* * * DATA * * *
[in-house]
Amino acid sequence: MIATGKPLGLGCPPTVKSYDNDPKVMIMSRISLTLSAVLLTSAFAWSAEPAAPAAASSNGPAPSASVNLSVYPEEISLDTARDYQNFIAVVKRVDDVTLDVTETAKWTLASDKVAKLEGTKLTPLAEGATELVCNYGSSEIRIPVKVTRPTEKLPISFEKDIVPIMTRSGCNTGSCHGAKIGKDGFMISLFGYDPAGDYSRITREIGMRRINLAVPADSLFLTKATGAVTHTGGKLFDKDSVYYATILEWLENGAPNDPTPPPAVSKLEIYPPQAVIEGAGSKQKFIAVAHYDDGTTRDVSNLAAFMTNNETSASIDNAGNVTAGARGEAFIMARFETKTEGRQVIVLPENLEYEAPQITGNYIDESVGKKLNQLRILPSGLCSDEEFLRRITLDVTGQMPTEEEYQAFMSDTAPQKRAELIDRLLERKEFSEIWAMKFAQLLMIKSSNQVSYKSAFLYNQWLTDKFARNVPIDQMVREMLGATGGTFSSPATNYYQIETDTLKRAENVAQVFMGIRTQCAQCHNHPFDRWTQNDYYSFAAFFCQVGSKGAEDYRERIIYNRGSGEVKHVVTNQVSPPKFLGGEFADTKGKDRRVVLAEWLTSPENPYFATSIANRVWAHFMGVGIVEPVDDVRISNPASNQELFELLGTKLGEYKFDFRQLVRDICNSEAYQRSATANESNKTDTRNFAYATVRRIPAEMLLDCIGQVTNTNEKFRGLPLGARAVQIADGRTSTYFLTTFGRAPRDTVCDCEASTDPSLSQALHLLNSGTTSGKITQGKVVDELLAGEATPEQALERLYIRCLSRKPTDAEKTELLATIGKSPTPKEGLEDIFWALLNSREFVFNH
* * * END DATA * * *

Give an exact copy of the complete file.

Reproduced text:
[in-house]
Amino acid sequence: MIATGKPLGLGCPPTVKSYDNDPKVMIMSRISLTLSAVLLTSAFAWSAEPAAPAAASSNGPAPSASVNLSVYPEEISLDTARDYQNFIAVVKRVDDVTLDVTETAKWTLASDKVAKLEGTKLTPLAEGATELVCNYGSSEIRIPVKVTRPTEKLPISFEKDIVPIMTRSGCNTGSCHGAKIGKDGFMISLFGYDPAGDYSRITREIGMRRINLAVPADSLFLTKATGAVTHTGGKLFDKDSVYYATILEWLENGAPNDPTPPPAVSKLEIYPPQAVIEGAGSKQKFIAVAHYDDGTTRDVSNLAAFMTNNETSASIDNAGNVTAGARGEAFIMARFETKTEGRQVIVLPENLEYEAPQITGNYIDESVGKKLNQLRILPSGLCSDEEFLRRITLDVTGQMPTEEEYQAFMSDTAPQKRAELIDRLLERKEFSEIWAMKFAQLLMIKSSNQVSYKSAFLYNQWLTDKFARNVPIDQMVREMLGATGGTFSSPATNYYQIETDTLKRAENVAQVFMGIRTQCAQCHNHPFDRWTQNDYYSFAAFFCQVGSKGAEDYRERIIYNRGSGEVKHVVTNQVSPPKFLGGEFADTKGKDRRVVLAEWLTSPENPYFATSIANRVWAHFMGVGIVEPVDDVRISNPASNQELFELLGTKLGEYKFDFRQLVRDICNSEAYQRSATANESNKTDTRNFAYATVRRIPAEMLLDCIGQVTNTNEKFRGLPLGARAVQIADGRTSTYFLTTFGRAPRDTVCDCEASTDPSLSQALHLLNSGTTSGKITQGKVVDELLAGEATPEQALERLYIRCLSRKPTDAEKTELLATIGKSPTPKEGLEDIFWALLNSREFVFNH